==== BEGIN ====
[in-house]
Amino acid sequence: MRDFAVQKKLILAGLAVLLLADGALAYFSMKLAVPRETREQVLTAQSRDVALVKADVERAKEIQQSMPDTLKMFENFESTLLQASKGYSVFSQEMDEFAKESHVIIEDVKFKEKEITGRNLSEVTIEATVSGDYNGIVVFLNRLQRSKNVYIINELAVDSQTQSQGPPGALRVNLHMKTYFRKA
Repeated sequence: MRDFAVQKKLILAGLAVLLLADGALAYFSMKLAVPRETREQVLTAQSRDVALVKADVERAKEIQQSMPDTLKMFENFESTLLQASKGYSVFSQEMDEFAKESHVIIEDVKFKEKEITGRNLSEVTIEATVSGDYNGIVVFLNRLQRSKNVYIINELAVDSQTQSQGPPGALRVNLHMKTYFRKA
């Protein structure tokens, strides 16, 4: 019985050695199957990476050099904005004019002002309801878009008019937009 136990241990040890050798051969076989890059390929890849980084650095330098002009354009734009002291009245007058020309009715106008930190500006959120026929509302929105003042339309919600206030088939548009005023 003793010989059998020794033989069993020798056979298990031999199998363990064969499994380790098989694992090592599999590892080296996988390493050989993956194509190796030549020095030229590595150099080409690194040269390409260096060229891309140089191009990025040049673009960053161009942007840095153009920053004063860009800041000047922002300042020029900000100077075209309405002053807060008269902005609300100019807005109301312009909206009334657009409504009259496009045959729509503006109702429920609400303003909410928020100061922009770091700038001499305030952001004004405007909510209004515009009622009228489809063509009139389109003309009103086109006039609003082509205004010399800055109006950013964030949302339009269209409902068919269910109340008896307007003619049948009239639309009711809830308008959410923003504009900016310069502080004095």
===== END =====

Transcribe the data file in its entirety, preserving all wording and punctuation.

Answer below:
[in-house]
Amino acid sequence: MRDFAVQKKLILAGLAVLLLADGALAYFSMKLAVPRETREQVLTAQSRDVALVKADVERAKEIQQSMPDTLKMFENFESTLLQASKGYSVFSQEMDEFAKESHVIIEDVKFKEKEITGRNLSEVTIEATVSGDYNGIVVFLNRLQRSKNVYIINELAVDSQTQSQGPPGALRVNLHMKTYFRKA
Repeated sequence: MRDFAVQKKLILAGLAVLLLADGALAYFSMKLAVPRETREQVLTAQSRDVALVKADVERAKEIQQSMPDTLKMFENFESTLLQASKGYSVFSQEMDEFAKESHVIIEDVKFKEKEITGRNLSEVTIEATVSGDYNGIVVFLNRLQRSKNVYIINELAVDSQTQSQGPPGALRVNLHMKTYFRKA
């Protein structure tokens, strides 16, 4: 019985050695199957990476050099904005004019002002309801878009008019937009 136990241990040890050798051969076989890059390929890849980084650095330098002009354009734009002291009245007058020309009715106008930190500006959120026929509302929105003042339309919600206030088939548009005023 003793010989059998020794033989069993020798056979298990031999199998363990064969499994380790098989694992090592599999590892080296996988390493050989993956194509190796030549020095030229590595150099080409690194040269390409260096060229891309140089191009990025040049673009960053161009942007840095153009920053004063860009800041000047922002300042020029900000100077075209309405002053807060008269902005609300100019807005109301312009909206009334657009409504009259496009045959729509503006109702429920609400303003909410928020100061922009770091700038001499305030952001004004405007909510209004515009009622009228489809063509009139389109003309009103086109006039609003082509205004010399800055109006950013964030949302339009269209409902068919269910109340008896307007003619049948009239639309009711809830308008959410923003504009900016310069502080004095």